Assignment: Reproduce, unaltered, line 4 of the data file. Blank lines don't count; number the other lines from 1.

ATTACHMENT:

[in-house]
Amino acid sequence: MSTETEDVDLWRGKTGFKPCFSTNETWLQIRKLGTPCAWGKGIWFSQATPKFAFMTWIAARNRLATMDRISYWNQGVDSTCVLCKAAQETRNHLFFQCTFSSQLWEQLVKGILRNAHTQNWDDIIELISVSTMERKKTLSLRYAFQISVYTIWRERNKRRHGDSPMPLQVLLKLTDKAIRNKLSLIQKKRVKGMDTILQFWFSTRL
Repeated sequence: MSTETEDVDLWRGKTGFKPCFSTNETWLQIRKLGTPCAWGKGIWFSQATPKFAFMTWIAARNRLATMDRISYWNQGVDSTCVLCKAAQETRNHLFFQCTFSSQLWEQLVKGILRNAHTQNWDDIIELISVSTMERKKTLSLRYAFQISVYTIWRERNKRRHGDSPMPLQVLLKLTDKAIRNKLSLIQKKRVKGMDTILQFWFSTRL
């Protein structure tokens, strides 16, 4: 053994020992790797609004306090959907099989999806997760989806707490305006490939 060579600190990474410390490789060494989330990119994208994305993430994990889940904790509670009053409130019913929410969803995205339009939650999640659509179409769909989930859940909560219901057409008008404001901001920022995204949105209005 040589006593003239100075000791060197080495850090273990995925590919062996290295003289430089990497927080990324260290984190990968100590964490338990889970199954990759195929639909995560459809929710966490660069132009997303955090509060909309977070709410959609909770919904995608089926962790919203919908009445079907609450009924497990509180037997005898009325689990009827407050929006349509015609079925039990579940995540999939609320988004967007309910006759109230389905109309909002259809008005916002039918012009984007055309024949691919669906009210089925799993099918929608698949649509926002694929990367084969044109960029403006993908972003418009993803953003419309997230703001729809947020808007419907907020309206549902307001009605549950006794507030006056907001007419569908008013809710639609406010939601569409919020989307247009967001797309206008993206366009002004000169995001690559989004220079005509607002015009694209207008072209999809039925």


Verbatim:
């Protein structure tokens, strides 16, 4: 053994020992790797609004306090959907099989999806997760989806707490305006490939 060579600190990474410390490789060494989330990119994208994305993430994990889940904790509670009053409130019913929410969803995205339009939650999640659509179409769909989930859940909560219901057409008008404001901001920022995204949105209005 040589006593003239100075000791060197080495850090273990995925590919062996290295003289430089990497927080990324260290984190990968100590964490338990889970199954990759195929639909995560459809929710966490660069132009997303955090509060909309977070709410959609909770919904995608089926962790919203919908009445079907609450009924497990509180037997005898009325689990009827407050929006349509015609079925039990579940995540999939609320988004967007309910006759109230389905109309909002259809008005916002039918012009984007055309024949691919669906009210089925799993099918929608698949649509926002694929990367084969044109960029403006993908972003418009993803953003419309997230703001729809947020808007419907907020309206549902307001009605549950006794507030006056907001007419569908008013809710639609406010939601569409919020989307247009967001797309206008993206366009002004000169995001690559989004220079005509607002015009694209207008072209999809039925």